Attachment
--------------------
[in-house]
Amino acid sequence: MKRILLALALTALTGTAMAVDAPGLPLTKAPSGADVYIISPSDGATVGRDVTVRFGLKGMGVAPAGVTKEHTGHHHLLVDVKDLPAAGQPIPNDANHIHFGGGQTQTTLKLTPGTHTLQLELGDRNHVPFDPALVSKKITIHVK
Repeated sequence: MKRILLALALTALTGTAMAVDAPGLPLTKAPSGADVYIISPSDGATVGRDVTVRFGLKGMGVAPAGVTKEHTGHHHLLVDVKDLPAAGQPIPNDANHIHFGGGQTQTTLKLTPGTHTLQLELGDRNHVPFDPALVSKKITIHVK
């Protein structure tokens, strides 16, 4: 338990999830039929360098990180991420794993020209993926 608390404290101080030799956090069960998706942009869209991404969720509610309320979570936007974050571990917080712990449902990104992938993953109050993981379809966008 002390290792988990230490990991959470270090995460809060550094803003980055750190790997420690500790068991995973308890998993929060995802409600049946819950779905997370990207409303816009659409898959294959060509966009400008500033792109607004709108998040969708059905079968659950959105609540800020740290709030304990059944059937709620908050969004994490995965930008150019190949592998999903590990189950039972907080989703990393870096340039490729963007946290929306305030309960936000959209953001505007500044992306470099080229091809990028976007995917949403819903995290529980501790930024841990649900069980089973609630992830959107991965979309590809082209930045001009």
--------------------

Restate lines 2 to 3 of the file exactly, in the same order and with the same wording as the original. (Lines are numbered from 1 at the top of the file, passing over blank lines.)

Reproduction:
Amino acid sequence: MKRILLALALTALTGTAMAVDAPGLPLTKAPSGADVYIISPSDGATVGRDVTVRFGLKGMGVAPAGVTKEHTGHHHLLVDVKDLPAAGQPIPNDANHIHFGGGQTQTTLKLTPGTHTLQLELGDRNHVPFDPALVSKKITIHVK
Repeated sequence: MKRILLALALTALTGTAMAVDAPGLPLTKAPSGADVYIISPSDGATVGRDVTVRFGLKGMGVAPAGVTKEHTGHHHLLVDVKDLPAAGQPIPNDANHIHFGGGQTQTTLKLTPGTHTLQLELGDRNHVPFDPALVSKKITIHVK